Ward, D. (2014). FIRE: How Fast, Inexpensive, Restrained, and Elegant Methods Ignite Innovation. New York: HarperBusiness.
Short review: Here is the blurb I wrote for this book.
Large projects tend to fail: Software, construction, new aircraft, it doesn't matter -- they fail. Dan Ward offers a simple solution: don't do them. With the time and money allocated for one large project, do numerous small ones. Do them Fast and Inexpensive, with Restraint and Elegance: FIRE. It's a well-known principle, but it goes against the nature of organizations who wish to solve all their problems with one project. In consumer markets, it the disease I call featuritis. In industry, it's bloat. What's the alternative? FIRE. For anyone even remotely associated with large projects, this eminently sensible, highly readable book is required reading.
Here is the publishers's abstract:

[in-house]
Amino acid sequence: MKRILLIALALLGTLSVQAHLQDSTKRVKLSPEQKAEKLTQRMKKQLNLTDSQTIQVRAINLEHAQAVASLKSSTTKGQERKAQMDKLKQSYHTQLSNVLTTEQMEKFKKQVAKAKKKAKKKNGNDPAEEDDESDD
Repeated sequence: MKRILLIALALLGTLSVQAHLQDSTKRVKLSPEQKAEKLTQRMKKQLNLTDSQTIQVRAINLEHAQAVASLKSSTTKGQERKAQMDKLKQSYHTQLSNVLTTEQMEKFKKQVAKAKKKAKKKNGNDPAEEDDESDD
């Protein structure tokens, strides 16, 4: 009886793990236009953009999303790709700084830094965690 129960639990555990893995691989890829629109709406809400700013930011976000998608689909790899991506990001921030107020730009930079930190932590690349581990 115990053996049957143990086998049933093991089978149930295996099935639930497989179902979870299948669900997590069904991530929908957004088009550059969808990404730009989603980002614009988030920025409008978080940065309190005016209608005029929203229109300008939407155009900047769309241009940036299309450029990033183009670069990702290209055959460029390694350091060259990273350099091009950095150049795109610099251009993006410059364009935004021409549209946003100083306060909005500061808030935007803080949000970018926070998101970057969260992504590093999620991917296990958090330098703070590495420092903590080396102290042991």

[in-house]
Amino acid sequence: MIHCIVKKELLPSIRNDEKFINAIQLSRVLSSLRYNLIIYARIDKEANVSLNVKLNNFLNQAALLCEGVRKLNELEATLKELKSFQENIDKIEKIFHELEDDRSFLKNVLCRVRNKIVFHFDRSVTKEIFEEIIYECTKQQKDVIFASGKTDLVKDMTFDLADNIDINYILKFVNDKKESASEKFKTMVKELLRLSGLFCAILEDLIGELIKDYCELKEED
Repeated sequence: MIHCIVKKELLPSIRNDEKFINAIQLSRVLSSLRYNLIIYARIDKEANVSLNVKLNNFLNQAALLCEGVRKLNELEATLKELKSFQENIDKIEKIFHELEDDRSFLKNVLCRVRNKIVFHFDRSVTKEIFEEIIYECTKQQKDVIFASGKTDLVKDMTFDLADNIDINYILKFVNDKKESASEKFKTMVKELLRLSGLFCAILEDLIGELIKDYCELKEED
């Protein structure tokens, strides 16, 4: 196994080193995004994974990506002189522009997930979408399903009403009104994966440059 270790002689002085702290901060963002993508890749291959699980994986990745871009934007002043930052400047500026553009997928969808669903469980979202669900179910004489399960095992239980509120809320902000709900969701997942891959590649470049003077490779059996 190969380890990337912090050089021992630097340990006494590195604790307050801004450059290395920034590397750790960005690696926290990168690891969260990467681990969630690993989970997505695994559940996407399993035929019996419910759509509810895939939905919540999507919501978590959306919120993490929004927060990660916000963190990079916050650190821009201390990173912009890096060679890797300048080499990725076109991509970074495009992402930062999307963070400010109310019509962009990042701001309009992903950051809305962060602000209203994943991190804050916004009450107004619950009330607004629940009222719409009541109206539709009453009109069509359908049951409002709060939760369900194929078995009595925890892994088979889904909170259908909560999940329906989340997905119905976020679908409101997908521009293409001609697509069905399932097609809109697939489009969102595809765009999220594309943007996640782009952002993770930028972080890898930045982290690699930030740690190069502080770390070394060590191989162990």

Noted military technology expert Dan Ward's manifesto for creating great products and projects using the methods of rapid innovation.
Why do some programs deliver their product under cost, while others bust their budget? Why do some deliver ahead of schedule, while others experience endless delays? Which products work better--the quick and thrifty or the slow and expensive? Which situation leads to superior equipment?With nearly two decades as an engineering officer in the U. S. Air Force, Dan Ward explored these questions during tours of duty at military research laboratories, the Air Force Institute of Technology, an intelligence agency, the Pentagon and Afghanistan. The pattern he noticed revealed that the most successful project leaders in both the public and private sectors delivered top-shelf products with a skeleton crew, a shoestring budget, and a cannonball schedule. Excessive investment of time, money, or complexity actually reduced innovation. He concluded the secret to innovation is to be fast, inexpensive, simple, and small.